Abstract: Use of glyphosate-based herbicides (GBHs) increased ∼100-fold from 1974 to 2014. Additional increases are expected due to widespread emergence of glyphosate resistant weeds, increased application of GBHs, and pre-harvest uses of GBHs as desiccants. Current safety assessments rely heavily on studies conducted over 30 years ago. We have considered information on GBH use, exposures, mechanisms of action, toxicity and epidemiology. Human exposures to glyphosate are rising, and a number of in vitro and in vivo studies challenge the basis for the current safety assessment of glyphosate and GBHs. We conclude that current safety standards for GBHs are outdated and may fail to protect public health or the environment. To improve safety standards, the following are urgently needed: (1) human bio-monitoring for glyphosate and its metabolites; (2) prioritization of glyphosate and GBHs for hazard assessments, including toxicological studies that use state-of-the-art approaches; (3) epidemiological studies, especially of occupationally exposed agricultural workers, pregnant women and their children and (4) evaluations of GBHs in commercially used formulations, recognizing that herbicide mixtures likely have effects that are not predicted by studying glyphosate alone.
    Is it time to reassess current safety standards for glyphosate-based herbicides? (2016).pdf

    Evergreen Alliance Staff
    Abstract: British Columbia (BC), Canada is experiencing a severe mountain pine beetle (MPB) (Dendroctonus ponderosae) epidemic extending over an area of 135,000 km2. The widespread mortality of lodgepole pine (Pinus contorta var. latifolia) caused by the beetle has significant implications for BC’s timber supply and Canada’s carbon (C) budget. This study used the eddy-covariance technique to examine how the beetle is impacting the net ecosystem production (NEP) of two attacked lodgepole pine-dominated stands in the central interior of BC. MPB-06 is an 83-year-old stand that was first attacked in 2006. At the start of 2007 roughly 60% of the canopy had been attacked and by October 2008 only 21% of the trees remained healthy. MPB-03, a 110-year-old stand, had >95% pine canopy mortality as a result of a 2003 beetle attack, and also differed from MPB-06 in that it had a more developed secondary structure (consisting of tree seedlings and saplings and sub-canopy and canopy trees) that survived the beetle attack. Eddy-covariance measurements were also conducted in two stands near MPB-06 harvested in 2005 and 1997 (CC-05 and CC-97) for approximately three-week periods each during the 2007 growing season. MPB-06 had an annual NEP of 82 and 33 g C m2, while MPB-03 had an NEP of 56 and 4 g C m2 in 2007 and 2008, respectively. In the 2007 and 2008 growing seasons (May–September), MPB-06 was a sink of 12 and 52 g C m2, while MPB-03 was a sink of 17 and 68 g C m2, respectively. The productivity at MPB-06 resulted from an increase in photosynthesis by the remaining healthy trees and understory vegetation, while at MPB-03 the secondary structure and understory vegetation showed a strong capacity to sequester C due to an opening up of the stand as a result of canopy mortality. Average daily values of NEP during the measurement periods at CC-97 and CC-05 were 0.37 and 0.87 g C m2, respectively, showing that even 10 years following harvesting, these stands are likely to remain growing season C sources. That MPB-06 and MPB-03 were growing season C sinks suggests that deferring the harvest of stands with significant levels of secondary structure could prevent MPB-attacked forested areas from becoming C sources over extended periods.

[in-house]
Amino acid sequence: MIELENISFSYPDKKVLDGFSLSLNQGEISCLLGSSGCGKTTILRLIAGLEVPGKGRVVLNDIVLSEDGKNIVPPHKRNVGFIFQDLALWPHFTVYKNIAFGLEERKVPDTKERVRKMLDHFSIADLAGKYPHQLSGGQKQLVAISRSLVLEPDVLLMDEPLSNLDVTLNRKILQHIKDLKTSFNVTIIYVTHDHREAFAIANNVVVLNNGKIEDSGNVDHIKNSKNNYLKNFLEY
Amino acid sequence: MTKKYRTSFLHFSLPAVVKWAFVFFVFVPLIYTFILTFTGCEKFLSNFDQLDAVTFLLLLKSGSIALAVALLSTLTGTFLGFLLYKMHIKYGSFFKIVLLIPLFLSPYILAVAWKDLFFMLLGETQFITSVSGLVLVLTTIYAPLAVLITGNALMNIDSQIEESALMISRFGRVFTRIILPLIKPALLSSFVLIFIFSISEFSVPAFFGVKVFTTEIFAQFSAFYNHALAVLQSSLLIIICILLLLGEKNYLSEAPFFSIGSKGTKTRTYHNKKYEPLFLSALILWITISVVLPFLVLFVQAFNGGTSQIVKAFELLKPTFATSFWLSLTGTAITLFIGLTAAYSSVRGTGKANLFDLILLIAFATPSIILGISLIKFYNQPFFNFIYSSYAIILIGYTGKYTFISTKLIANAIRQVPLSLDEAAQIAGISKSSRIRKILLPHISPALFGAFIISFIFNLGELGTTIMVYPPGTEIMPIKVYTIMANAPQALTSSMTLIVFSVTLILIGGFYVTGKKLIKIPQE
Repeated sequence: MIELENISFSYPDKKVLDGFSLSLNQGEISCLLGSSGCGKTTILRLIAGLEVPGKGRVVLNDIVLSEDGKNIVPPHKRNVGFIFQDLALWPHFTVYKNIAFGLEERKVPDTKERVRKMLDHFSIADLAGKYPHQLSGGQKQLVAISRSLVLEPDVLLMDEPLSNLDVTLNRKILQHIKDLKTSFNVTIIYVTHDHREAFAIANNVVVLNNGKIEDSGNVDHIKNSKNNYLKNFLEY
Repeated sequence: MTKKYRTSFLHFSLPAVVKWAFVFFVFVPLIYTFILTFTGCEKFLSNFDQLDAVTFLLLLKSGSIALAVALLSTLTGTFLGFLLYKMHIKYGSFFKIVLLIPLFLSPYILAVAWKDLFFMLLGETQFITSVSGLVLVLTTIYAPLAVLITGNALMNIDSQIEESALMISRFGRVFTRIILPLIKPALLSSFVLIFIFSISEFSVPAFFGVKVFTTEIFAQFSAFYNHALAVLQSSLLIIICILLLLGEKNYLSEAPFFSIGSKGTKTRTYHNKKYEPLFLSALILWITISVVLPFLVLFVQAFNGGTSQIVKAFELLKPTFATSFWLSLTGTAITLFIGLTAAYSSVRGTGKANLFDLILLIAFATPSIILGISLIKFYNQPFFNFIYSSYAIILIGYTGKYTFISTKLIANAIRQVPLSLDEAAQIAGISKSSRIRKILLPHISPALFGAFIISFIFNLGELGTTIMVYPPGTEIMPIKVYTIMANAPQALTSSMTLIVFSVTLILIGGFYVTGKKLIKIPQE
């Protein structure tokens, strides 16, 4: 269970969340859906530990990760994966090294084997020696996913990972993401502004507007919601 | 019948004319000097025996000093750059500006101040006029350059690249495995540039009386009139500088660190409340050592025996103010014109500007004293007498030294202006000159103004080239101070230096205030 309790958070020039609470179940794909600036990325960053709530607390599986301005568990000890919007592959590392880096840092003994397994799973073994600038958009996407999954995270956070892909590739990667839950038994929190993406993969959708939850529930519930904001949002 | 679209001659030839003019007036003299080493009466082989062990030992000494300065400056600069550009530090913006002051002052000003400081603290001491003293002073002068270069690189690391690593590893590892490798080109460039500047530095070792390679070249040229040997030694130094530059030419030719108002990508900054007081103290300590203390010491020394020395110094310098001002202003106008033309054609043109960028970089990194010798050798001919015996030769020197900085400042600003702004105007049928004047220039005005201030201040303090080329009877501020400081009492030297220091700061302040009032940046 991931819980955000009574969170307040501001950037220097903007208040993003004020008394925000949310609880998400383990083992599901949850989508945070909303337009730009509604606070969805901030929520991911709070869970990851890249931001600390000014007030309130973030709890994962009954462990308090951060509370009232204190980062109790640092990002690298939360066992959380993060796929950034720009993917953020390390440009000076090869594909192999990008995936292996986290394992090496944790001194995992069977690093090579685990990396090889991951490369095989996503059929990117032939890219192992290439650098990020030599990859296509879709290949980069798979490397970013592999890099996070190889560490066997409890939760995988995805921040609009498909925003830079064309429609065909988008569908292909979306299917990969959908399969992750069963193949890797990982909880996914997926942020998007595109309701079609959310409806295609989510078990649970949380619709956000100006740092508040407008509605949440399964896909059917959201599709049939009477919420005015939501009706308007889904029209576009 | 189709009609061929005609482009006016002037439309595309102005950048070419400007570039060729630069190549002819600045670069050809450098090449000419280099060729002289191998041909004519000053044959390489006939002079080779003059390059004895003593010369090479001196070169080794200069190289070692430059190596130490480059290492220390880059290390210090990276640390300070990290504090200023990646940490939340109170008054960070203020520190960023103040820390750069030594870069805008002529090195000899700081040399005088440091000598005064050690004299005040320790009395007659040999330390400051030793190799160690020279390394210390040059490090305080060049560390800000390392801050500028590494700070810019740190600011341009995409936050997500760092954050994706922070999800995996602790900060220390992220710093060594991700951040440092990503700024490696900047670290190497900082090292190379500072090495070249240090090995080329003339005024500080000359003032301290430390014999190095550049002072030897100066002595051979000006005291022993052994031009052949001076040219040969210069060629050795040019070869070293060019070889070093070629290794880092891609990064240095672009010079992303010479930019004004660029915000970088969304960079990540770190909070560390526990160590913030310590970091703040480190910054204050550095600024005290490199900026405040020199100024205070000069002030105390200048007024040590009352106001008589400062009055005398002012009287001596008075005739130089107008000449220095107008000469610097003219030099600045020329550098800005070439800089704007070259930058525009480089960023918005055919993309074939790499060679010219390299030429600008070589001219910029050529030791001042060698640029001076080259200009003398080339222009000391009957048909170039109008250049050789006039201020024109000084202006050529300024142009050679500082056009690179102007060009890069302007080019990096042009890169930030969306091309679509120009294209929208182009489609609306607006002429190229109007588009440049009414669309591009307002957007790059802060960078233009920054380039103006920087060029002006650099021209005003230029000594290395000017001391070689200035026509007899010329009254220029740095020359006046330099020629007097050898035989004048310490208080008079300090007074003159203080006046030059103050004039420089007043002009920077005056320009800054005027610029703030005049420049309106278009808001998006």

Impact of mountain pine beetle on the net ecosystem production of lodgepole pine stands in British Columbia (2010).pdf

    Evergreen Alliance Staff